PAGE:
Okay, right off I want to give you a few basic tools to get you improvising over harmonic structures.
*This article assumes a couple of things about you. 1) you know your scales 2) you know your 4 basic triads and their inversions. If you do not, find a teacher, or contact me for some theory lessons :)
We are going to take one of the simplest elements of any harmonic structure and use it to create cool solos which imply complex harmonic ideas. And all you need are your 4 triads (Major, Minor, Augmented, and Diminished).
First, let’s start by choosing a chord to solo over. (Yes, only one chord for now!) How about C7? Okay, great! Now, let’s play the triad and its inversions with connecting b7th’s.
Work this out for each major and minor triad. This alone is not particularly jazzy. However, it can be used as a device in itself within the context of a solo, and can be quite effective over certain chords. But we’ll get to that later! It is necessary though for you to understand the next step: playing triads with the b7th, replacing the root and connecting them with the 9th of the chord.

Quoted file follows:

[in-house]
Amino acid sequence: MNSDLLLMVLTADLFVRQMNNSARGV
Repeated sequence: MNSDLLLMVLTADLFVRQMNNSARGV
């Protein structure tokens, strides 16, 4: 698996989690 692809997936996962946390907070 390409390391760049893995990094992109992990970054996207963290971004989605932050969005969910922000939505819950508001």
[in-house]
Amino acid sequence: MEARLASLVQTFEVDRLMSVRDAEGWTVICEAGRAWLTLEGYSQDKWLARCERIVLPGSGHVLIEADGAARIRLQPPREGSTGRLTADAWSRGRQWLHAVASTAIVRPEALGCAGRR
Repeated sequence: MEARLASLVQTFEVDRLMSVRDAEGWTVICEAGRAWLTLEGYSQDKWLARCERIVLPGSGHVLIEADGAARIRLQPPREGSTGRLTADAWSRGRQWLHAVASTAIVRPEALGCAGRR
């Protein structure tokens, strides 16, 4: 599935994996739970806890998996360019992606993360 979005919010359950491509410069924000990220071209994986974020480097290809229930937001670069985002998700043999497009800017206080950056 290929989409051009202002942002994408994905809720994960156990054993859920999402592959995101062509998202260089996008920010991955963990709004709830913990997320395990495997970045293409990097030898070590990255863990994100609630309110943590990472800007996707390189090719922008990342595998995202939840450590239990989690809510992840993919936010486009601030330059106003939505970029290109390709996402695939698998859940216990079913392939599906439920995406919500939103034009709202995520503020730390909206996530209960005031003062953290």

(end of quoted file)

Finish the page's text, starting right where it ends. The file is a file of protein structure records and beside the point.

Now this is were we start to get some really cool sounds! All you are doing is playing the triad inversion with the 7th replacing the root, and the 9th connecting each inversion.
Work these runs out in every major and minor key through the circle of 5ths, then apply this concept to chord progressions commonly found. The first progression you should work out would be the ii-V-I.
You can make use of this principle, triad inversions with note substitutions, to play some really cool stuff: Replace the Root with the 7th; replace the 5th with the 9th; make the 9th sharp or flat; add a connecting sharp, 11th, or a 13th. In the next article we will begin to look at how you can play off of the upper structure of the chords using these same principles. We will also analyze what implied harmonic structures are happening with these triads which have substituting 7ths and connecting 9ths.